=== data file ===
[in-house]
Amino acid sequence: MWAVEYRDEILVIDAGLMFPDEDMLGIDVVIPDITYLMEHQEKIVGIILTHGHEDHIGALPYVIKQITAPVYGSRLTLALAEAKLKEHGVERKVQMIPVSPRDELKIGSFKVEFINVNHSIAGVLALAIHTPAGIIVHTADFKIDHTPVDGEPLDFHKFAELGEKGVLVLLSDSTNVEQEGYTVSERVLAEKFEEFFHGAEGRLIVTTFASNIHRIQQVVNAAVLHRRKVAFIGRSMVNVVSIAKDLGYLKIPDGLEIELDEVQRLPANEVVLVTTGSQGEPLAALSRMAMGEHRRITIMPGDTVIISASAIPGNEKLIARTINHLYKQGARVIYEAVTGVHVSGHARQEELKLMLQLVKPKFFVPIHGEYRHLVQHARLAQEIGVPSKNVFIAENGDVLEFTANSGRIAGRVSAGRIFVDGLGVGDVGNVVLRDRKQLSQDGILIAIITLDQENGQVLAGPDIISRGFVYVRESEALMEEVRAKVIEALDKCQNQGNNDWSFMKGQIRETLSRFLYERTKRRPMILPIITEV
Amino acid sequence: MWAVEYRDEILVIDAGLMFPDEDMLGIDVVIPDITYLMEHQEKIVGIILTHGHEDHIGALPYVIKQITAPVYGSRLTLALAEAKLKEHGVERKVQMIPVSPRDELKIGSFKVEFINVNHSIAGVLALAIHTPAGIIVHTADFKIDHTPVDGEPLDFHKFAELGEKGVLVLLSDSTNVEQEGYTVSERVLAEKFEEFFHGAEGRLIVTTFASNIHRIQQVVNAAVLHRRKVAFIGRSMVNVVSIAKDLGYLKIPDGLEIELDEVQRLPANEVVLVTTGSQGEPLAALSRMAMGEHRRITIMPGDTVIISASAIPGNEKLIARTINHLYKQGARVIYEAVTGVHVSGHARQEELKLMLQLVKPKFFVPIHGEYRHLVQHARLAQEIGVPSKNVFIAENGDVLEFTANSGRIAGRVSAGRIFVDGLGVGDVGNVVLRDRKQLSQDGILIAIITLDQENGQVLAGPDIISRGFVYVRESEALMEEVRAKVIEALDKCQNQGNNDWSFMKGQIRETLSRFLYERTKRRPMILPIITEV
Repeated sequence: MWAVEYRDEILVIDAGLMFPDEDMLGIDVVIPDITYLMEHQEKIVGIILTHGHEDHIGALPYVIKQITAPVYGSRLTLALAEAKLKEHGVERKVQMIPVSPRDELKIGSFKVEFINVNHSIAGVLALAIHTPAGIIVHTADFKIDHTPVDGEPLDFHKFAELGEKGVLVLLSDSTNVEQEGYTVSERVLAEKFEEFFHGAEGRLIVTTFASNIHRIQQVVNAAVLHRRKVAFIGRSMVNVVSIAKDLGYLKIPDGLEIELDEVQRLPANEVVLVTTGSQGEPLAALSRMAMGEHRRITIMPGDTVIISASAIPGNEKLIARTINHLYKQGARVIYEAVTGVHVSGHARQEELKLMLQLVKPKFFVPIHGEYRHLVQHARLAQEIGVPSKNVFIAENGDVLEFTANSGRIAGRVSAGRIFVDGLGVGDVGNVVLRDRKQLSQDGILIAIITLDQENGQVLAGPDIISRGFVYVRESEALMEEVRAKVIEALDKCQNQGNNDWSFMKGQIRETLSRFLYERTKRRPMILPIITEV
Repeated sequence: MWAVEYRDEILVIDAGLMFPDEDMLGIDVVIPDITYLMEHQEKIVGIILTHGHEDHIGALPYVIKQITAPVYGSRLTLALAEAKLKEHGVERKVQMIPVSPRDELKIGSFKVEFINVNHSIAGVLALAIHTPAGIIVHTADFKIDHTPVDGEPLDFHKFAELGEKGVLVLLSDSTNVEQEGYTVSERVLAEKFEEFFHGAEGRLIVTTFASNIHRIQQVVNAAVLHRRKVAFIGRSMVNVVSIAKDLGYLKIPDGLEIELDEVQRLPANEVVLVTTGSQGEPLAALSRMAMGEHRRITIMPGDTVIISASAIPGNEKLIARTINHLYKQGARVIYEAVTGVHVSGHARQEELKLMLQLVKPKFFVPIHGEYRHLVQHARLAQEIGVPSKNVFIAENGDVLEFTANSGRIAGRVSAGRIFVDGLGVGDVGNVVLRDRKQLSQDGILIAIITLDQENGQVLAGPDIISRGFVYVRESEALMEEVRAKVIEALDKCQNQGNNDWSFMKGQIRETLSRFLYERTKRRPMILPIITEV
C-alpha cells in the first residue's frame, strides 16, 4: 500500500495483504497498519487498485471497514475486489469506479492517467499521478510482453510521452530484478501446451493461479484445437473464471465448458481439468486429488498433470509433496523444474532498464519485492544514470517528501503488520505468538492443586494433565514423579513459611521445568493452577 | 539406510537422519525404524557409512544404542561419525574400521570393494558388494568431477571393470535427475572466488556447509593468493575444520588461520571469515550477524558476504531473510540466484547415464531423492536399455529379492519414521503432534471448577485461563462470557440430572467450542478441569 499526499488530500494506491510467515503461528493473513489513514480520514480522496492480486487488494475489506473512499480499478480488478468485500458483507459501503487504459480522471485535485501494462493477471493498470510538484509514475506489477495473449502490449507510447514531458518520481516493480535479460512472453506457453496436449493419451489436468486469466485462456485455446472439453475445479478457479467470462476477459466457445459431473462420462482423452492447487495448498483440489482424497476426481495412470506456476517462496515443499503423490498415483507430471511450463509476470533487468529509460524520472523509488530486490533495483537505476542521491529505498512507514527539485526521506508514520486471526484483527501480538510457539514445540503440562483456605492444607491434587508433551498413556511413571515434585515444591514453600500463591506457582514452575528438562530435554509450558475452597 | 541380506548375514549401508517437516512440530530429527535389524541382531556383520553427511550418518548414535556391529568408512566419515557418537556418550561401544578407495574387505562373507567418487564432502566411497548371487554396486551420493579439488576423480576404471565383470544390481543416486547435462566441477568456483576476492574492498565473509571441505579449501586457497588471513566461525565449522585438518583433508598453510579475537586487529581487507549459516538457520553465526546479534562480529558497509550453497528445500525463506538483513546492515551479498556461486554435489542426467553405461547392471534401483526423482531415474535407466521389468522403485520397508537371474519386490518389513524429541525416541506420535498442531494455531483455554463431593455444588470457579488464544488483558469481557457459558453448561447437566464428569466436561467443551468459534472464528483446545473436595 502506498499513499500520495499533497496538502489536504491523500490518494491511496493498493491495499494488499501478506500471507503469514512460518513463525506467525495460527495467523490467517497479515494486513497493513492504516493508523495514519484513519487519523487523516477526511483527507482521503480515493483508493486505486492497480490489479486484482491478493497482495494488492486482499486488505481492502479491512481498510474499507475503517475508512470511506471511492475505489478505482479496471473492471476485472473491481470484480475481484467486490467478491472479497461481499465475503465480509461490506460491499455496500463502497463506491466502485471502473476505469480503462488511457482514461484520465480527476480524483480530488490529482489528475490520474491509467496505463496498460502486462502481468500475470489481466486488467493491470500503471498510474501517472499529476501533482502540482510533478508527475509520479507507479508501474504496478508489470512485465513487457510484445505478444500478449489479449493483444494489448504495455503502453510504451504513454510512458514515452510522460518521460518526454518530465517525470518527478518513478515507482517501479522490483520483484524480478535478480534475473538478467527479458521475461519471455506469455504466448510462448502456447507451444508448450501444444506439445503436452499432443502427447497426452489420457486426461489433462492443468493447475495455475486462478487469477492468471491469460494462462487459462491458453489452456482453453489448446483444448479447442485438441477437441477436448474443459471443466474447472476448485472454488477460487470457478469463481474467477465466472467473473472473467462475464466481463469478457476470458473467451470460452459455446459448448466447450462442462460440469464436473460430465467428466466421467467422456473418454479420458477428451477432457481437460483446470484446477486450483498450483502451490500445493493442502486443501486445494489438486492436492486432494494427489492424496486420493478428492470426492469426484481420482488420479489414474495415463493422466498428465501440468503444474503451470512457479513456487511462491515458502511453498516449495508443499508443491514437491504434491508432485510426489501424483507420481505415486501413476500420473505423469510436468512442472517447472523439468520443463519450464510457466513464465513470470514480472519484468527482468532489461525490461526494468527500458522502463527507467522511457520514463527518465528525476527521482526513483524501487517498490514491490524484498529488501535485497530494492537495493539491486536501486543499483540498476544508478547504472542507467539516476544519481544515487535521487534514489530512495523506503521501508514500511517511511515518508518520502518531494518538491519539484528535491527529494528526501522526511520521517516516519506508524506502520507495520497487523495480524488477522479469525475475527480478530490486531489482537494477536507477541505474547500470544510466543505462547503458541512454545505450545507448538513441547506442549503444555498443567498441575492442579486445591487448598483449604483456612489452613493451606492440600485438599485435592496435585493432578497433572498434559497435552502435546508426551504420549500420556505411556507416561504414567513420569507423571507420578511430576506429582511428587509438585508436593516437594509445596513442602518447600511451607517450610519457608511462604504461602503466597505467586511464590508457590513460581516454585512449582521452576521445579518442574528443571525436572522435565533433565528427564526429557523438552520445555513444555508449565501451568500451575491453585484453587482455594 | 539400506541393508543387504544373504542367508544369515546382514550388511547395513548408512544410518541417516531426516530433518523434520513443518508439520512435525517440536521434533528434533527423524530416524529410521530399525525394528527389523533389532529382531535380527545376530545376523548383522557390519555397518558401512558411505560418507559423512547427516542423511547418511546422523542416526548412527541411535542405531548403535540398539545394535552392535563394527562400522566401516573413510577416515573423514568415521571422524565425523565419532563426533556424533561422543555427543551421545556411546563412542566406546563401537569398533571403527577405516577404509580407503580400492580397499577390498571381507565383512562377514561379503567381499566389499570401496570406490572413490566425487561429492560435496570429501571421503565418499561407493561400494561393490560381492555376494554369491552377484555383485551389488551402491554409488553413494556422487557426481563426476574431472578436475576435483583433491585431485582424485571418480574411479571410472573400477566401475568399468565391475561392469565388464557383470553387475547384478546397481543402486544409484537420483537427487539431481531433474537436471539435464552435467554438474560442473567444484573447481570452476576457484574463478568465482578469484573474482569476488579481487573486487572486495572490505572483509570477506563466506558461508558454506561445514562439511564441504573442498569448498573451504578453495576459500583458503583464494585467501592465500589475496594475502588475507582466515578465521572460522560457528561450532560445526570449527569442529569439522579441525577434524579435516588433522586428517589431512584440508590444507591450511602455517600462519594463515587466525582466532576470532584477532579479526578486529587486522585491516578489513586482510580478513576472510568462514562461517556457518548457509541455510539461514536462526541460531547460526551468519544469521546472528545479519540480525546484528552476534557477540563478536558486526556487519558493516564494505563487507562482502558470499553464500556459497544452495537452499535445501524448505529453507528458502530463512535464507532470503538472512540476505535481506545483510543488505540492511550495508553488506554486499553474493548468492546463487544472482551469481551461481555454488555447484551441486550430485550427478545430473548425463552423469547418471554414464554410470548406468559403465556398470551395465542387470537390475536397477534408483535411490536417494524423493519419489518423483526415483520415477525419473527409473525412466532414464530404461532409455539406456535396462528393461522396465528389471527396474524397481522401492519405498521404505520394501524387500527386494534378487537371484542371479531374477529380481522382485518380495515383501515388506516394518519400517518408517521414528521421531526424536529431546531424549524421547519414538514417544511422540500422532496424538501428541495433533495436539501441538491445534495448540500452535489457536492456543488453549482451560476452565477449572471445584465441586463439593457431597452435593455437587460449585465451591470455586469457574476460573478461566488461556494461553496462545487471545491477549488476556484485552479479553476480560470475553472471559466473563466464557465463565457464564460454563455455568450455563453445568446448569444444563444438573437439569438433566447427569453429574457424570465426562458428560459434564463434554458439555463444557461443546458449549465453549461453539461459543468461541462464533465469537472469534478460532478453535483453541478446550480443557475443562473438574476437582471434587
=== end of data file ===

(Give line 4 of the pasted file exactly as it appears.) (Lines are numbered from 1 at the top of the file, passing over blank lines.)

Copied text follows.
Repeated sequence: MWAVEYRDEILVIDAGLMFPDEDMLGIDVVIPDITYLMEHQEKIVGIILTHGHEDHIGALPYVIKQITAPVYGSRLTLALAEAKLKEHGVERKVQMIPVSPRDELKIGSFKVEFINVNHSIAGVLALAIHTPAGIIVHTADFKIDHTPVDGEPLDFHKFAELGEKGVLVLLSDSTNVEQEGYTVSERVLAEKFEEFFHGAEGRLIVTTFASNIHRIQQVVNAAVLHRRKVAFIGRSMVNVVSIAKDLGYLKIPDGLEIELDEVQRLPANEVVLVTTGSQGEPLAALSRMAMGEHRRITIMPGDTVIISASAIPGNEKLIARTINHLYKQGARVIYEAVTGVHVSGHARQEELKLMLQLVKPKFFVPIHGEYRHLVQHARLAQEIGVPSKNVFIAENGDVLEFTANSGRIAGRVSAGRIFVDGLGVGDVGNVVLRDRKQLSQDGILIAIITLDQENGQVLAGPDIISRGFVYVRESEALMEEVRAKVIEALDKCQNQGNNDWSFMKGQIRETLSRFLYERTKRRPMILPIITEV